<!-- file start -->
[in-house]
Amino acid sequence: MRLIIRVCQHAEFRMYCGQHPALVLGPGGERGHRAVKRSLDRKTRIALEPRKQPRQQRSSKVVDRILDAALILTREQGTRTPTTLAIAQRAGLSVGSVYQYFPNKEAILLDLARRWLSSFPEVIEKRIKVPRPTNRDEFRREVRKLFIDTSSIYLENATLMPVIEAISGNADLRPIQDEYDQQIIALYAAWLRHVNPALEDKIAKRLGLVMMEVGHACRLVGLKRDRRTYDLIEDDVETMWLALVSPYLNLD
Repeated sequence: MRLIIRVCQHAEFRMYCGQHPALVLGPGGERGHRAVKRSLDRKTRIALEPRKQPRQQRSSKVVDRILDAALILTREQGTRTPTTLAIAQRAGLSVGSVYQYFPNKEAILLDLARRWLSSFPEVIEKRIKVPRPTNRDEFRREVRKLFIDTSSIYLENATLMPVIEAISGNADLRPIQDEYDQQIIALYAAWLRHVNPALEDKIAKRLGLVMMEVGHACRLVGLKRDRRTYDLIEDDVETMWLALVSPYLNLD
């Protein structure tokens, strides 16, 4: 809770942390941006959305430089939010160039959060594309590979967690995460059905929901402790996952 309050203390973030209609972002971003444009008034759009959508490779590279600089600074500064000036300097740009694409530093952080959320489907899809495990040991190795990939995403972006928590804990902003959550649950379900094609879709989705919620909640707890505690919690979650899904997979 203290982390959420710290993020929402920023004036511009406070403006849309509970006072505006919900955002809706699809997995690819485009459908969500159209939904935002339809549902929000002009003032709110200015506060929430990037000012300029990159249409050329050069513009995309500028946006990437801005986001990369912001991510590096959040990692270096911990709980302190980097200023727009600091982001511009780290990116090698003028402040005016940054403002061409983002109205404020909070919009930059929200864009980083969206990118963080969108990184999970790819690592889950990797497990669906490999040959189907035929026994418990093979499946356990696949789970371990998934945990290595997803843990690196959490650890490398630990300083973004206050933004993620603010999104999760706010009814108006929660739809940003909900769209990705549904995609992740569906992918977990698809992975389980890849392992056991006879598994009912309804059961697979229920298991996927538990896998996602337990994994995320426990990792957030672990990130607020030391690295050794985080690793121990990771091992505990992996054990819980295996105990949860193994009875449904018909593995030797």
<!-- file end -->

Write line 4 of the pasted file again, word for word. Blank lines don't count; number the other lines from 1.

């Protein structure tokens, strides 16, 4: 809770942390941006959305430089939010160039959060594309590979967690995460059905929901402790996952 309050203390973030209609972002971003444009008034759009959508490779590279600089600074500064000036300097740009694409530093952080959320489907899809495990040991190795990939995403972006928590804990902003959550649950379900094609879709989705919620909640707890505690919690979650899904997979 203290982390959420710290993020929402920023004036511009406070403006849309509970006072505006919900955002809706699809997995690819485009459908969500159209939904935002339809549902929000002009003032709110200015506060929430990037000012300029990159249409050329050069513009995309500028946006990437801005986001990369912001991510590096959040990692270096911990709980302190980097200023727009600091982001511009780290990116090698003028402040005016940054403002061409983002109205404020909070919009930059929200864009980083969206990118963080969108990184999970790819690592889950990797497990669906490999040959189907035929026994418990093979499946356990696949789970371990998934945990290595997803843990690196959490650890490398630990300083973004206050933004993620603010999104999760706010009814108006929660739809940003909900769209990705549904995609992740569906992918977990698809992975389980890849392992056991006879598994009912309804059961697979229920298991996927538990896998996602337990994994995320426990990792957030672990990130607020030391690295050794985080690793121990990771091992505990992996054990819980295996105990949860193994009875449904018909593995030797």